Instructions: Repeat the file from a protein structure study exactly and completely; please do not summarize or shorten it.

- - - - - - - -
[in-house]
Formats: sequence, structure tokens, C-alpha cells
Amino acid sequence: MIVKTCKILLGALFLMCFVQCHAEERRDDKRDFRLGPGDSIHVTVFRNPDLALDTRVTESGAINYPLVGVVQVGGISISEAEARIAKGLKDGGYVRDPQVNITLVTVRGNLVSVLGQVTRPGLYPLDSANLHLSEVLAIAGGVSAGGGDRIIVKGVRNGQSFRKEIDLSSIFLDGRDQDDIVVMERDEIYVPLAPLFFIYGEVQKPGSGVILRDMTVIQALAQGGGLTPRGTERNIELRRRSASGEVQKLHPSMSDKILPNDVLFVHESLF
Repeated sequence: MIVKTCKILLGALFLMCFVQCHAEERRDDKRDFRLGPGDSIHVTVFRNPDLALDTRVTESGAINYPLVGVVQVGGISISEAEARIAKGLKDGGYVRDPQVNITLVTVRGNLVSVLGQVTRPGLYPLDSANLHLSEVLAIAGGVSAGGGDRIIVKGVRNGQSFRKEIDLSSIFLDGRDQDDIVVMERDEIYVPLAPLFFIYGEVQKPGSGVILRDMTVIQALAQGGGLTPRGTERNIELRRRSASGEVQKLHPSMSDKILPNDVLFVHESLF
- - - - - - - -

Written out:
[in-house]
Formats: sequence, structure tokens, C-alpha cells
Amino acid sequence: MIVKTCKILLGALFLMCFVQCHAEERRDDKRDFRLGPGDSIHVTVFRNPDLALDTRVTESGAINYPLVGVVQVGGISISEAEARIAKGLKDGGYVRDPQVNITLVTVRGNLVSVLGQVTRPGLYPLDSANLHLSEVLAIAGGVSAGGGDRIIVKGVRNGQSFRKEIDLSSIFLDGRDQDDIVVMERDEIYVPLAPLFFIYGEVQKPGSGVILRDMTVIQALAQGGGLTPRGTERNIELRRRSASGEVQKLHPSMSDKILPNDVLFVHESLF
Repeated sequence: MIVKTCKILLGALFLMCFVQCHAEERRDDKRDFRLGPGDSIHVTVFRNPDLALDTRVTESGAINYPLVGVVQVGGISISEAEARIAKGLKDGGYVRDPQVNITLVTVRGNLVSVLGQVTRPGLYPLDSANLHLSEVLAIAGGVSAGGGDRIIVKGVRNGQSFRKEIDLSSIFLDGRDQDDIVVMERDEIYVPLAPLFFIYGEVQKPGSGVILRDMTVIQALAQGGGLTPRGTERNIELRRRSASGEVQKLHPSMSDKILPNDVLFVHESLF